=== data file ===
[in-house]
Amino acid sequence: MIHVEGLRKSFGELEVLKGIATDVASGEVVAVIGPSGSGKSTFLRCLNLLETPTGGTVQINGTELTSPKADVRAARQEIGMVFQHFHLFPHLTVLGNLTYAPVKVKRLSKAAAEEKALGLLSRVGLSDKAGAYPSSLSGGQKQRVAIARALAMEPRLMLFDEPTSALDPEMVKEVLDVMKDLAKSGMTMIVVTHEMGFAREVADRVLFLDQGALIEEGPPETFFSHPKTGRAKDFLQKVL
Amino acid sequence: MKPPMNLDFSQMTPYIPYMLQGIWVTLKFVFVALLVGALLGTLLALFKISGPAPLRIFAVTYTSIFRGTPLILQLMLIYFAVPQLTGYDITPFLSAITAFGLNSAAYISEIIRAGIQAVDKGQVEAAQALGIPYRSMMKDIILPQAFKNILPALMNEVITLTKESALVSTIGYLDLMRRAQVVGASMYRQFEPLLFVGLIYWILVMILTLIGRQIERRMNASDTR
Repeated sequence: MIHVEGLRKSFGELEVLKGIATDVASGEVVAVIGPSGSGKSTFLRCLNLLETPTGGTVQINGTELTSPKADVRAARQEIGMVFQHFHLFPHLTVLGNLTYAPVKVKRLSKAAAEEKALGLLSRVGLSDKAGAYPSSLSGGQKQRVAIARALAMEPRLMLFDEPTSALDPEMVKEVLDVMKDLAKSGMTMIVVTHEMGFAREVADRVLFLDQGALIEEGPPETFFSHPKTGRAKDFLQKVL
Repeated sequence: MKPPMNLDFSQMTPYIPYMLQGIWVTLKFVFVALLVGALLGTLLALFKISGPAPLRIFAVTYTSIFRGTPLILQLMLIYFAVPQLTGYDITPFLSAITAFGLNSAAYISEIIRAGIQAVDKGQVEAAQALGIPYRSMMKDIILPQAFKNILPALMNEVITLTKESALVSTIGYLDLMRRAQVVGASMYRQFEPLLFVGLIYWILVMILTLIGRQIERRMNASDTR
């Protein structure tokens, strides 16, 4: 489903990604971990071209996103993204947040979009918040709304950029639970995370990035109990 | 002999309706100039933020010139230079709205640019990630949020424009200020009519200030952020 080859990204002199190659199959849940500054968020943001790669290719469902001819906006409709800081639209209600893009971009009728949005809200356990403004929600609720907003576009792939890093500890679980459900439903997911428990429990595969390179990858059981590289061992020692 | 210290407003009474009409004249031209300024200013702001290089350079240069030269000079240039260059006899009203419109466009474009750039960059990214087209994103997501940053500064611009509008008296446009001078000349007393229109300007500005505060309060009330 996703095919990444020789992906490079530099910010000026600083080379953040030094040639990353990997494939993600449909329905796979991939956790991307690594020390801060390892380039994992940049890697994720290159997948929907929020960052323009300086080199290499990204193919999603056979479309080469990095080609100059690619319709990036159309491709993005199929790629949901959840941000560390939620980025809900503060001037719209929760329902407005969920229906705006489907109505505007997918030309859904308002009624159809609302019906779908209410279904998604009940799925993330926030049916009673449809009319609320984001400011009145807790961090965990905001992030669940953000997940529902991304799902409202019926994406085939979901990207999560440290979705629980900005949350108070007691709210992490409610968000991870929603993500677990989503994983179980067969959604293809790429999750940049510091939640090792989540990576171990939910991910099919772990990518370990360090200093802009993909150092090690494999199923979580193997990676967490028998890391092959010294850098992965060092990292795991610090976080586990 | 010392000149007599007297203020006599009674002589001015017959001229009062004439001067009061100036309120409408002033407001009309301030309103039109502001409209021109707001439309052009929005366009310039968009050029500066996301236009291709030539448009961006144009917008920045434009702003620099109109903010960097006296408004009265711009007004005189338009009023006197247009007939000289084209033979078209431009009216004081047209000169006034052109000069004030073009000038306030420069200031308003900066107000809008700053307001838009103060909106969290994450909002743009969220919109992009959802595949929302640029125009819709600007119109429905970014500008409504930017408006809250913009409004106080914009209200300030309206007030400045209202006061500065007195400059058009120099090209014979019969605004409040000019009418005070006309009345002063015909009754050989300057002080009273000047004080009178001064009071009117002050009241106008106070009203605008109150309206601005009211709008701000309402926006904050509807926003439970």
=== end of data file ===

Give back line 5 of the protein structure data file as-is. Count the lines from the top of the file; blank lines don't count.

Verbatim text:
Repeated sequence: MKPPMNLDFSQMTPYIPYMLQGIWVTLKFVFVALLVGALLGTLLALFKISGPAPLRIFAVTYTSIFRGTPLILQLMLIYFAVPQLTGYDITPFLSAITAFGLNSAAYISEIIRAGIQAVDKGQVEAAQALGIPYRSMMKDIILPQAFKNILPALMNEVITLTKESALVSTIGYLDLMRRAQVVGASMYRQFEPLLFVGLIYWILVMILTLIGRQIERRMNASDTR